The Duke of Edinburgh, the longest-serving consort of any British monarch, died on 9 April at the age of 99 at Windsor Castle, where his body had been resting in a private chapel until he was laid to rest in the royal vault at St George’s Chapel.
His body will remain in the vault until the Queen dies: when that happens, the late Duke will reportedly be transported to the King George VI Memorial Chapel, where they will be buried together.
Following his death, the UK entered eight days of national mourning, but the public was asked not to gather at Windsor, some 50 kilometres west of London, or at any other royal residence because of the pandemic, as the whole service was broadcast on national television.
UK Prime Minister Boris Johnson joined the mourning nation, paying his respects to the late Duke with a minute of silence.
More than 700 servicemen and servicewomen from the Army, Navy, Air Force, and Marines were deployed at Windsor Castle and performed ceremonial roles in tribute to the prince’s military service.
His coffin was loaded onto a specially adapted Land Rover, designed by Prince Philip himself, to make the eight-minute trip from the castle to St George’s Chapel, escorted by his four children - Prince Charles, Princess Anne, Prince Andrew, and Prince Edward - and grandsons William and Harry, who walked separated by their cousin Peter Phillips.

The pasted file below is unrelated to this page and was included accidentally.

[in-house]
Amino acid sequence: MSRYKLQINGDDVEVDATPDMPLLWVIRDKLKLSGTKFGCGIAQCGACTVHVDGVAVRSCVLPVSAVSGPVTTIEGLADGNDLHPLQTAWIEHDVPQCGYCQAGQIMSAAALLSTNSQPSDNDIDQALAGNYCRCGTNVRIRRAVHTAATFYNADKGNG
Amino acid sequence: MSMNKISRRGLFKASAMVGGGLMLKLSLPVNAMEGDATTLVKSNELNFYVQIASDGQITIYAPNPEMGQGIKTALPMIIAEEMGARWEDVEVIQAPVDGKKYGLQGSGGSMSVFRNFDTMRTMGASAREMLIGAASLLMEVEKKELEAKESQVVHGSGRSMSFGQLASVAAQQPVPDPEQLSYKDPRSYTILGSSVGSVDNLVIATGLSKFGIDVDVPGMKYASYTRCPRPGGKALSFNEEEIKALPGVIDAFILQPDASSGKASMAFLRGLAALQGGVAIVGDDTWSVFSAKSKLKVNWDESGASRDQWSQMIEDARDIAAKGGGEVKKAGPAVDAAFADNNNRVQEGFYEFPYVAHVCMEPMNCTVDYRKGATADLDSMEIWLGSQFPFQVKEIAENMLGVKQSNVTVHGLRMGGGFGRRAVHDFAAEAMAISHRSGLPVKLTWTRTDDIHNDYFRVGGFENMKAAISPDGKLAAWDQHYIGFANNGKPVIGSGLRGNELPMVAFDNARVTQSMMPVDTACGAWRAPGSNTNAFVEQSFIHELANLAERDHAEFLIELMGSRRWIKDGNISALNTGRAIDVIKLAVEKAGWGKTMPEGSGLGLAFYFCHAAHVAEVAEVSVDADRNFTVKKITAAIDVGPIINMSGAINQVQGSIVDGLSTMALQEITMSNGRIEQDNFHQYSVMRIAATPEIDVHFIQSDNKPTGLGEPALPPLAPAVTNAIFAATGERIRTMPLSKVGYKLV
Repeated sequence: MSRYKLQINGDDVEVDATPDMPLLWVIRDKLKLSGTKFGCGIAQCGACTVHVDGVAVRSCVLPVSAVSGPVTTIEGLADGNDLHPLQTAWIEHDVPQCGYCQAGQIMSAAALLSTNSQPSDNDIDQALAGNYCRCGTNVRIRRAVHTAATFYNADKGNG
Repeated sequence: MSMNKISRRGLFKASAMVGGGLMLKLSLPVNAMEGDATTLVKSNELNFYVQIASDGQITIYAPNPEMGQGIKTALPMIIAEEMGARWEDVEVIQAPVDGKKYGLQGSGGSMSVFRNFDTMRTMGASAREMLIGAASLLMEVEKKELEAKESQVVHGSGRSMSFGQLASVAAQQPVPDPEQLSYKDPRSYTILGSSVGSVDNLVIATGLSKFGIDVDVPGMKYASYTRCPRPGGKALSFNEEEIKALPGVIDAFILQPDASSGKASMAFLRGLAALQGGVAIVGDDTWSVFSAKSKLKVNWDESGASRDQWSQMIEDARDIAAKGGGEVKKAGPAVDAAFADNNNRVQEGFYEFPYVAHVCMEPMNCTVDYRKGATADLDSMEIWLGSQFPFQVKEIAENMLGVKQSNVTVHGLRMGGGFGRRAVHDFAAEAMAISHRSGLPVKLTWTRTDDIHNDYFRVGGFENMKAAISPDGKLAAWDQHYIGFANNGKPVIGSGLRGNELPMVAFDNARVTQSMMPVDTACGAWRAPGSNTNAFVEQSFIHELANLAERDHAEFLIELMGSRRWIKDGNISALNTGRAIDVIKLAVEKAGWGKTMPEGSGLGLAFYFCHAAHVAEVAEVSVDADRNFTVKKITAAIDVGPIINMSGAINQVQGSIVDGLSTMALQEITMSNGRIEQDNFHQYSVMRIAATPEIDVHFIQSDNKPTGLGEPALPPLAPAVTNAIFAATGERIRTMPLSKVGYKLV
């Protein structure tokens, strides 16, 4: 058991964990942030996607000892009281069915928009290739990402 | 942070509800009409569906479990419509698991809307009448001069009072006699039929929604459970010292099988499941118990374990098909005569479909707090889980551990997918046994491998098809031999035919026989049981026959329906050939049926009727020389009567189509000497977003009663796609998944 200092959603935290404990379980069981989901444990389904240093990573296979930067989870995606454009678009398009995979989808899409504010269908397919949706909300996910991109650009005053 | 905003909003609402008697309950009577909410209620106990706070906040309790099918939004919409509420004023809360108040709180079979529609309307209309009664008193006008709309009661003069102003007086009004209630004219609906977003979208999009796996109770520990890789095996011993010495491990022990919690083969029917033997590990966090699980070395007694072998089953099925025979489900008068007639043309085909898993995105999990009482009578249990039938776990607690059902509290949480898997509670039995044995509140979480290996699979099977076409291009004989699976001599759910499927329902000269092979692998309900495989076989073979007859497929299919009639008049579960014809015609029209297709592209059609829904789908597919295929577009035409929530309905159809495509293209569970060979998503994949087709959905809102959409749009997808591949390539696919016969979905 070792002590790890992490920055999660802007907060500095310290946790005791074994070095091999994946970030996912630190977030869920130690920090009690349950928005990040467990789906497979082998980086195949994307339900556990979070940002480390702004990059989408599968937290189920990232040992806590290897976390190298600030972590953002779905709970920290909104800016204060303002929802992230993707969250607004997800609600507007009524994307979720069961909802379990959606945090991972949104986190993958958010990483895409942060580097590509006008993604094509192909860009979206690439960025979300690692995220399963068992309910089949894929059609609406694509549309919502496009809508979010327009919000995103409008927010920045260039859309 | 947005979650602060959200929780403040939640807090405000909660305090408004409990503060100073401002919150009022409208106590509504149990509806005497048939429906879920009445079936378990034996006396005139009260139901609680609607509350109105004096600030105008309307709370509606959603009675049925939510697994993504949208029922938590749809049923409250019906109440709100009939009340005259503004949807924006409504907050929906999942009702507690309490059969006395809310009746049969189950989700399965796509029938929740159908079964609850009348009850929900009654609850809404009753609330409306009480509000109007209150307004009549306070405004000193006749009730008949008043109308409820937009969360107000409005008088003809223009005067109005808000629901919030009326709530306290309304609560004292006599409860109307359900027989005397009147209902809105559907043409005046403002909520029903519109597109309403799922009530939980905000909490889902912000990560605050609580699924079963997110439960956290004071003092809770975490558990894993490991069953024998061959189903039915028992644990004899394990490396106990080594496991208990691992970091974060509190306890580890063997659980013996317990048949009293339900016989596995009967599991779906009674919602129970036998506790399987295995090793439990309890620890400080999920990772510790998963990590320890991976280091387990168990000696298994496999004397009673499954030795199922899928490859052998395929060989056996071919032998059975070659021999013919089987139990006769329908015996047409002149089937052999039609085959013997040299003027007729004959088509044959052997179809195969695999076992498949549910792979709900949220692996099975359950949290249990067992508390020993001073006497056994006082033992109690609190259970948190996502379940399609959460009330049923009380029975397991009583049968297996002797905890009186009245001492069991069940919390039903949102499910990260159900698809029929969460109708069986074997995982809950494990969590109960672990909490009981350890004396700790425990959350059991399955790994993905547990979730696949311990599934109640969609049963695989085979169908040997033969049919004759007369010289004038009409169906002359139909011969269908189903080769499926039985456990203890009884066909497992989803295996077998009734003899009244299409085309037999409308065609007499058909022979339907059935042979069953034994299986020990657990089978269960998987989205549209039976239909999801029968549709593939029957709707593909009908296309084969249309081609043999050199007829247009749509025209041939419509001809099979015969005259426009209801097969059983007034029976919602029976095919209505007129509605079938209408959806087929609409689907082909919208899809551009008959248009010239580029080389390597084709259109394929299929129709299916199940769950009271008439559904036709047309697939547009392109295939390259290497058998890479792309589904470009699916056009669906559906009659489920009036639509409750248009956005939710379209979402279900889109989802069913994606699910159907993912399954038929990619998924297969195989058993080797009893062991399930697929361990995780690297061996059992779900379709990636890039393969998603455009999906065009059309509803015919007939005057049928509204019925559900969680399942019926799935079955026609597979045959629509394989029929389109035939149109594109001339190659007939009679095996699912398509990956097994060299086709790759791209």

The 94-year-old queen rode in a Bentley car behind the procession.
Inside the chapel, where the funeral service was conducted by the Dean of Windsor, Reverend David Conner, and the archbishop of Canterbury and leader of the Church of England, Justin Welby, Elizabeth II sat apart from the rest of the family to comply with the COVID-19 social distancing measures.
Ahead of Saturday’s funeral, sports such as the football Premier League also paid tribute to Prince Philip by observing two minutes’ silence before starting matches or by moving the events to avoid a clash with the time of the funeral.